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The Pin

Wolverhampton Chess Club

When two enemy pieces are in a straight line, either on a rank, file or diagonal they can be attacked by pieces that move in that way (Queen, Bishop or Rook).

If the enemy piece nearest the attacker cannot move it is said to be pinned.


The Rook cannot move because the King would be in check from the White Bishop.

The Rook is said to be PINNED by the Bishop.

White to move. He cannot move the Bishop because the King would be in check from the Black Rook. The white Bishop is PINNED. In this case The Bishop is lost because next move the Black Rook will take it.
White to move. If the White Knight was to move then the Black Queen would capture the White Rook next move. So the Knight is said to be PINNED.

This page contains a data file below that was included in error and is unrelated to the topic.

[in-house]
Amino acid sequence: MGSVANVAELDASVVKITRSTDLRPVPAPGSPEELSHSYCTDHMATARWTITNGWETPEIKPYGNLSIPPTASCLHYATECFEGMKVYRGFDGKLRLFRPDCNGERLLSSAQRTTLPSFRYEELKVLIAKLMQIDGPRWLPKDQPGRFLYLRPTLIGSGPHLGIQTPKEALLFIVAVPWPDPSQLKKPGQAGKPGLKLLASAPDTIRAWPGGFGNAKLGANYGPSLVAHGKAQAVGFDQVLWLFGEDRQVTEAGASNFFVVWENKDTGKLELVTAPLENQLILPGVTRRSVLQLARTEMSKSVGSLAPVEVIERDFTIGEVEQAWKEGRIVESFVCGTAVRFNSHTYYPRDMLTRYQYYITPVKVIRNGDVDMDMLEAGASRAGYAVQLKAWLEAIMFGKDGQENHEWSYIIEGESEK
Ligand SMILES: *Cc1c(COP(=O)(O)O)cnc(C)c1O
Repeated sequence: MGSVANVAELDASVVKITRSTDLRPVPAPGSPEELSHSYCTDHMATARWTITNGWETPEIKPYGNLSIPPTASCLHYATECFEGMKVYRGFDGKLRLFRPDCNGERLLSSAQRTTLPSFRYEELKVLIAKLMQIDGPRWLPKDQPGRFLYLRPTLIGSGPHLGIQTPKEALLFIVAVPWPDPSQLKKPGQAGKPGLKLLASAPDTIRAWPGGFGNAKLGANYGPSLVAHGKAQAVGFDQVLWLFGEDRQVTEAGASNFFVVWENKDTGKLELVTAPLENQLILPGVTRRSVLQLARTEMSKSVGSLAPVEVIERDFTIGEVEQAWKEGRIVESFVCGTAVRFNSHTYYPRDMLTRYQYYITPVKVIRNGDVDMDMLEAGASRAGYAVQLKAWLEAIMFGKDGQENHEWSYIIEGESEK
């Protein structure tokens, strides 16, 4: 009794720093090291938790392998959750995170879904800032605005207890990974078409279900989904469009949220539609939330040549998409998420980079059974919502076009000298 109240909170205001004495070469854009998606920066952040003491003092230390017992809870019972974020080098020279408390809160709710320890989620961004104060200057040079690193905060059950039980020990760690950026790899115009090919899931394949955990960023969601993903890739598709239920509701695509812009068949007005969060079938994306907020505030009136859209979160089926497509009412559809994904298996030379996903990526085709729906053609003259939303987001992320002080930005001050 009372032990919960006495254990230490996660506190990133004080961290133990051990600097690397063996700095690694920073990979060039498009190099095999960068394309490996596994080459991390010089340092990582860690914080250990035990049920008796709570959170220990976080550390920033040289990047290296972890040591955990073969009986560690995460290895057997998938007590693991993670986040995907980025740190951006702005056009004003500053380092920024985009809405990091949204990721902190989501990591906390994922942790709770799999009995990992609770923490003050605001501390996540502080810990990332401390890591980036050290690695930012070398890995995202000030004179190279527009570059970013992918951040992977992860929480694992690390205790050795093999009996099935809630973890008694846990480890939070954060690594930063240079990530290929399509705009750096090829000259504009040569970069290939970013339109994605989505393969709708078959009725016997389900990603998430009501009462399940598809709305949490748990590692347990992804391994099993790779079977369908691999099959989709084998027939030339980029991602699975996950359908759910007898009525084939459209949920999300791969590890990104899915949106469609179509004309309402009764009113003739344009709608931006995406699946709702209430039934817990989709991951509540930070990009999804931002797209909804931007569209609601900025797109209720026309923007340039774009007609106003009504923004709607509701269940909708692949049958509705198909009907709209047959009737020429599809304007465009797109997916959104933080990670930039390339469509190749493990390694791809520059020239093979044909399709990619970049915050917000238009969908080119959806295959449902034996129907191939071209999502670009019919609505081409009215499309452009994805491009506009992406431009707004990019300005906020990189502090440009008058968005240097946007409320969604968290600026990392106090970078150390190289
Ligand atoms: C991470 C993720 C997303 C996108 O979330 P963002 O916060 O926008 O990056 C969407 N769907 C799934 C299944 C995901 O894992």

This pinning move can be made extreme;y effective by attacking it a second time, with another piece. Here is a position where a Rook is pinned against the king by a Bishop but there is a nearby pawn!

White to move. White could play BxR+ and Black would reply ...KxB. White gains a piece worth 5 Pawns and loses one worth 3 Pawns. This is called 'winning the exchange'. There is a better move for White by attacking the pinned Rook twice he can win this Rook without losing the Bishop at all.

c5! The pinned and helpless Rook is now attacked again by the Pawn.

Black has to move - he moves his King (K-d7 ).

The Rook is no longer pinned but it is White's move.

White moves and takes the Rook with his Pawn (c5xd6). White has won the Rook for nothing as theKing cannot recapture the Pawn.